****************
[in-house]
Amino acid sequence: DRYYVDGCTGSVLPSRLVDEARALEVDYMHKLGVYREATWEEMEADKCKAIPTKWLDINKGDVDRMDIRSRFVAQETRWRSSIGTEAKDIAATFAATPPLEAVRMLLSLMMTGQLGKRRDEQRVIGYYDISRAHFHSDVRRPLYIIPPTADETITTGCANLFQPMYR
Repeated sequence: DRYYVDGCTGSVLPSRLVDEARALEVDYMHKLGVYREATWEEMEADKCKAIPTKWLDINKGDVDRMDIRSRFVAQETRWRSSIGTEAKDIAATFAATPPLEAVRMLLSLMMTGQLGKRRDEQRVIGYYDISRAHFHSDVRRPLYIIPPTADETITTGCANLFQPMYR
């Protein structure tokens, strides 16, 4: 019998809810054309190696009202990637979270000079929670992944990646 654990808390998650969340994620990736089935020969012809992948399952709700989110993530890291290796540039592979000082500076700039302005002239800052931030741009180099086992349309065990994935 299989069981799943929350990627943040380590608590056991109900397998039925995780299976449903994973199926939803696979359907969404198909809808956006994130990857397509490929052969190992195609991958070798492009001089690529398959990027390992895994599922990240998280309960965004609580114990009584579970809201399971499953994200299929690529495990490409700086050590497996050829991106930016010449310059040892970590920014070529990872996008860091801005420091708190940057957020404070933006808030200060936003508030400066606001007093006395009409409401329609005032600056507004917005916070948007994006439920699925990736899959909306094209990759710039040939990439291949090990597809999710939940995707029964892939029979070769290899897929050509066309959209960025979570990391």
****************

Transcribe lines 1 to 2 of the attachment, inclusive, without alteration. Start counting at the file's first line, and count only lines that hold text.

[in-house]
Amino acid sequence: DRYYVDGCTGSVLPSRLVDEARALEVDYMHKLGVYREATWEEMEADKCKAIPTKWLDINKGDVDRMDIRSRFVAQETRWRSSIGTEAKDIAATFAATPPLEAVRMLLSLMMTGQLGKRRDEQRVIGYYDISRAHFHSDVRRPLYIIPPTADETITTGCANLFQPMYR